BURRELL TOWNSHIP — The Blairsville-Saltsburg school board debated options for school security Wednesday, discussing the possibility of hiring active state police, retired state police or the sheriff’s department to provide armed officers in the schools.
Against the backdrop of the December shootings at Sandy Hook Elementary School in Connecticut, school security is on everybody’s mind, said B. Edward Smith, board president. Now it’s up to the board to decide the best option for the district, which already uses video cameras, locks and gates to secure buildings.
Each option comes with a different price tag, pros and cons, said Superintendent Tammy Whitfield.
Hiring active state troopers is the most expensive option, at an average of $101,548.80 per officer, according to information provided by the board. Hiring someone from the sheriff’s office would cost $47,000 to $50,000 per officer, and retired state troopers would cost $23,040 to $28,800 each.
One officer would be stationed on each side of the district.
In Pennsylvania, 118 school districts have guards in schools, according to Sgt. Michael Schmidt, who spoke previously with administration and board members. In Indiana County, the Marion Center, Indiana, Homer-Center and United school districts are reviewing “armed” options.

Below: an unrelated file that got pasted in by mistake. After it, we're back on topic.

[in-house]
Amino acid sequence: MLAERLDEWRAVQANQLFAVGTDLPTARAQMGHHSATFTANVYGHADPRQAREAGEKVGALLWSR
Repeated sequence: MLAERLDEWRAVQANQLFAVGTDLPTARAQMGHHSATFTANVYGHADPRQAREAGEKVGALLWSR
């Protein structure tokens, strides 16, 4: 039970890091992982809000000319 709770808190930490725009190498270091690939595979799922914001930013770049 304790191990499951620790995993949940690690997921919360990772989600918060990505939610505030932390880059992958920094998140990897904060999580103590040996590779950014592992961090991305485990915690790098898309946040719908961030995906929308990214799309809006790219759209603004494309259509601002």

There are various pros and cons to each plan. For example, active troopers would have the power to arrest a suspect, but sheriff’s deputies and retired troopers could not. In addition, current troopers would have direct contact with police in the event of an emergency. The others would still have to call 911.
For current troopers and deputies, the district would not need to supply uniforms, pay for benefits, provide training or incur any additional insurance costs. For retired troopers, there is an approximate $500 a year training cost, and the district would be responsible for retirement contributions, Social Security and insurance increases.
With current troopers and deputies, there would be multiple officers in the school during the week. With retired troopers, it would be the same officer each day.
Another option is for current security measures to stay in place, which include cameras at each of the schools.
Ryan Maher, a parent with two children in the district and a third to enter soon, encouraged the district to hire active state troopers because that option involves proven policies and procedures with no learning curve or liability to the school. And active troopers are trained in first aid, CPR and the use of automated external defibrillators.
Maher is a state trooper in Westmoreland County but was speaking solely as a parent, he said.
Board members had mixed opinions on whether armed guards were necessary, and which option was best.